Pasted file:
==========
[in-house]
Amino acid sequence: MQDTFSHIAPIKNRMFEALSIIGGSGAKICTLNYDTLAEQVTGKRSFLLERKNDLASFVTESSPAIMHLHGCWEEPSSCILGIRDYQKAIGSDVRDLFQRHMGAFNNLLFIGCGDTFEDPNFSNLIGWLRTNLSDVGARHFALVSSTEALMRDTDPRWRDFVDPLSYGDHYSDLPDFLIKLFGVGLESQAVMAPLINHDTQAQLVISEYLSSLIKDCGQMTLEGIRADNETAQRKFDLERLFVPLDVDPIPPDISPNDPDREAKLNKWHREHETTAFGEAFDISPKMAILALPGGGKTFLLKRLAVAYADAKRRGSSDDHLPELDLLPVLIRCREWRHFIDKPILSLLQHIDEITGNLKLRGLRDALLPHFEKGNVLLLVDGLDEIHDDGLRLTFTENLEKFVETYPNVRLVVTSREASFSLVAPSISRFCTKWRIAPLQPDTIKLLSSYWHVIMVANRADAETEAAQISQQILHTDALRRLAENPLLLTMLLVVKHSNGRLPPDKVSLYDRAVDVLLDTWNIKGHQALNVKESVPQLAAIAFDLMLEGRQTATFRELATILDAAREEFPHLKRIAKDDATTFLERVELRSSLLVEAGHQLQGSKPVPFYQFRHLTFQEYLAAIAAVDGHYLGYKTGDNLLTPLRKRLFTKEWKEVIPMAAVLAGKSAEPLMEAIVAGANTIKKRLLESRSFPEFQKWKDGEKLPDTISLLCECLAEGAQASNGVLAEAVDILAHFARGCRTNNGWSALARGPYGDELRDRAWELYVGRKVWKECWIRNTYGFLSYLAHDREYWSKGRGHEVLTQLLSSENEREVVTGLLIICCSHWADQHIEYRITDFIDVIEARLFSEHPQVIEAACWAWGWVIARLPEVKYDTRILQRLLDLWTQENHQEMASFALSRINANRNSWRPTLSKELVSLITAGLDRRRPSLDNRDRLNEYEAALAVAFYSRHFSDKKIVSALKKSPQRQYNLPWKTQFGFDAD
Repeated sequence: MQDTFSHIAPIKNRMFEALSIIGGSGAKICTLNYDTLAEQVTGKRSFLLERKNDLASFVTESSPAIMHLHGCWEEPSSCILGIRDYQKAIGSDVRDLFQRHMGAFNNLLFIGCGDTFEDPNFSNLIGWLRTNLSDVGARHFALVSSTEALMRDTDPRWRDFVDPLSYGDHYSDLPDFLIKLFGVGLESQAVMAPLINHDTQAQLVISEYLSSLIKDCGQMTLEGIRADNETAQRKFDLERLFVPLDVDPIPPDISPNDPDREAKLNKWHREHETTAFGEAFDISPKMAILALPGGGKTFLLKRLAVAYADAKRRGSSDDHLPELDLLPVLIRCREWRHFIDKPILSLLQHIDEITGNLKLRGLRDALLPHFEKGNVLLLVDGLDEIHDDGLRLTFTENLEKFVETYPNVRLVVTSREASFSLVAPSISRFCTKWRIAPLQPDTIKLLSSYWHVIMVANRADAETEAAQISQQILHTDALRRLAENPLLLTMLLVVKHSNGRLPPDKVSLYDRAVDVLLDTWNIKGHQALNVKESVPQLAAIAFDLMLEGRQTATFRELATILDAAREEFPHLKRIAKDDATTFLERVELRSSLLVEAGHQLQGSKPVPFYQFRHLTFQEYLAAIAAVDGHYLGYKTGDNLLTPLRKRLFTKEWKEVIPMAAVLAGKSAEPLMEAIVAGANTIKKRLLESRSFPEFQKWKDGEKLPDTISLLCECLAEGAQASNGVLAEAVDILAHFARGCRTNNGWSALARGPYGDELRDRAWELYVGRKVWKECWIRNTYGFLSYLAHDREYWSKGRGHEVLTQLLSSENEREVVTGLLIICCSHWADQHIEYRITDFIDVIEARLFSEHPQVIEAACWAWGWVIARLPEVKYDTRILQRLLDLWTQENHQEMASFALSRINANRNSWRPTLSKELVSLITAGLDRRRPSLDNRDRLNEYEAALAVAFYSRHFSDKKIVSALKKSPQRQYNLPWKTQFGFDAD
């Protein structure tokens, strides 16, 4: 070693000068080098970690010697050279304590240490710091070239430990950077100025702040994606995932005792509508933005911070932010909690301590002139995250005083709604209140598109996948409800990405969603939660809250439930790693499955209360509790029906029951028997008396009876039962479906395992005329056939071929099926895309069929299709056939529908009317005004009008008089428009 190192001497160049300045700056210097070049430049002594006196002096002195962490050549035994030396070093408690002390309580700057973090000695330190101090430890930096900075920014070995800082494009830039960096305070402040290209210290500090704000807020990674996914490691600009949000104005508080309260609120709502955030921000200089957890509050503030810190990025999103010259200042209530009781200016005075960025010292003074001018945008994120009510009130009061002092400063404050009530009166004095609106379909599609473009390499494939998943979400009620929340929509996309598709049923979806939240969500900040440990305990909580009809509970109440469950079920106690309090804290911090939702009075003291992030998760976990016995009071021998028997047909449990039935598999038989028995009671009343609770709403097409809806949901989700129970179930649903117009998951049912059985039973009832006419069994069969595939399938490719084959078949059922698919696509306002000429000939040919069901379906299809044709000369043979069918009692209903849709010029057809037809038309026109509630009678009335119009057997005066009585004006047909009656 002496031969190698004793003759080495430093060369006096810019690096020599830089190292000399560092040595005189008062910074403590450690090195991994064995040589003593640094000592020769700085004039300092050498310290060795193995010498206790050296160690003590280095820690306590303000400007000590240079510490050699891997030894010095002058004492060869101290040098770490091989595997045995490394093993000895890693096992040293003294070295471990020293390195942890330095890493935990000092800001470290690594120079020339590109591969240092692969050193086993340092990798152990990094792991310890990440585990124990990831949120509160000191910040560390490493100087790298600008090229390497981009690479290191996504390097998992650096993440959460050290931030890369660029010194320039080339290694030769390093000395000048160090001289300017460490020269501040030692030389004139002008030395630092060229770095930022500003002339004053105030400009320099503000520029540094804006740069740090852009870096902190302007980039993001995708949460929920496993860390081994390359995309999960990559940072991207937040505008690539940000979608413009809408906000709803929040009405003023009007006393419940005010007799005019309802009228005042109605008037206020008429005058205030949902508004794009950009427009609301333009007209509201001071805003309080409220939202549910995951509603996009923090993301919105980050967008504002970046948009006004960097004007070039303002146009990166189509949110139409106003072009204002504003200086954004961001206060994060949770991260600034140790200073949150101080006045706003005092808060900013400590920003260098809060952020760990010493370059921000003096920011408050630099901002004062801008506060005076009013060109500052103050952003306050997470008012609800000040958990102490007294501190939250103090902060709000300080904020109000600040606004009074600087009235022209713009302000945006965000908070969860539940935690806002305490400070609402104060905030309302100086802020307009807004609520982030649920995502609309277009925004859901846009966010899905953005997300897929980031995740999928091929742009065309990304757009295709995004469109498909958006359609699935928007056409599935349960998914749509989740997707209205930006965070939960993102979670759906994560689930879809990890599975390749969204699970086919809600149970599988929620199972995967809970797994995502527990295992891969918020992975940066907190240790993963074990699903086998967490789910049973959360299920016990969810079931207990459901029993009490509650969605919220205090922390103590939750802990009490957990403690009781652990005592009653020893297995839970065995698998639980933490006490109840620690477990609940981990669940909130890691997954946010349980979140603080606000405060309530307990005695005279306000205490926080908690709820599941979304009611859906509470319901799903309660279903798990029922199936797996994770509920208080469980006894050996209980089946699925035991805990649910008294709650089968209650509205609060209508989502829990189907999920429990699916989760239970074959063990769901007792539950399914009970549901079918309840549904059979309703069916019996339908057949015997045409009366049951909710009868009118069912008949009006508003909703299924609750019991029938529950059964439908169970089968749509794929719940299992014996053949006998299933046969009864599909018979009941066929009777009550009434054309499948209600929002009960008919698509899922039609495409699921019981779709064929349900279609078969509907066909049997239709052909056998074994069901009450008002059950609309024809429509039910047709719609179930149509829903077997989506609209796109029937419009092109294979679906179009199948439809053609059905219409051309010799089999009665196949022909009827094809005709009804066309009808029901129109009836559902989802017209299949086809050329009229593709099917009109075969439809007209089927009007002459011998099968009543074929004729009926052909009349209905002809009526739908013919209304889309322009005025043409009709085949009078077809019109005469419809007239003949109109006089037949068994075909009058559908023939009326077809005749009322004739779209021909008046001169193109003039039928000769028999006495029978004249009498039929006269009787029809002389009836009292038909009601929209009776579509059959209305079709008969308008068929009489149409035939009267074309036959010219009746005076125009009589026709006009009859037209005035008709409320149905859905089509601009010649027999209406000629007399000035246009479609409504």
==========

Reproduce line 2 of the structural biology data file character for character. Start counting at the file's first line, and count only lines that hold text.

Amino acid sequence: MQDTFSHIAPIKNRMFEALSIIGGSGAKICTLNYDTLAEQVTGKRSFLLERKNDLASFVTESSPAIMHLHGCWEEPSSCILGIRDYQKAIGSDVRDLFQRHMGAFNNLLFIGCGDTFEDPNFSNLIGWLRTNLSDVGARHFALVSSTEALMRDTDPRWRDFVDPLSYGDHYSDLPDFLIKLFGVGLESQAVMAPLINHDTQAQLVISEYLSSLIKDCGQMTLEGIRADNETAQRKFDLERLFVPLDVDPIPPDISPNDPDREAKLNKWHREHETTAFGEAFDISPKMAILALPGGGKTFLLKRLAVAYADAKRRGSSDDHLPELDLLPVLIRCREWRHFIDKPILSLLQHIDEITGNLKLRGLRDALLPHFEKGNVLLLVDGLDEIHDDGLRLTFTENLEKFVETYPNVRLVVTSREASFSLVAPSISRFCTKWRIAPLQPDTIKLLSSYWHVIMVANRADAETEAAQISQQILHTDALRRLAENPLLLTMLLVVKHSNGRLPPDKVSLYDRAVDVLLDTWNIKGHQALNVKESVPQLAAIAFDLMLEGRQTATFRELATILDAAREEFPHLKRIAKDDATTFLERVELRSSLLVEAGHQLQGSKPVPFYQFRHLTFQEYLAAIAAVDGHYLGYKTGDNLLTPLRKRLFTKEWKEVIPMAAVLAGKSAEPLMEAIVAGANTIKKRLLESRSFPEFQKWKDGEKLPDTISLLCECLAEGAQASNGVLAEAVDILAHFARGCRTNNGWSALARGPYGDELRDRAWELYVGRKVWKECWIRNTYGFLSYLAHDREYWSKGRGHEVLTQLLSSENEREVVTGLLIICCSHWADQHIEYRITDFIDVIEARLFSEHPQVIEAACWAWGWVIARLPEVKYDTRILQRLLDLWTQENHQEMASFALSRINANRNSWRPTLSKELVSLITAGLDRRRPSLDNRDRLNEYEAALAVAFYSRHFSDKKIVSALKKSPQRQYNLPWKTQFGFDAD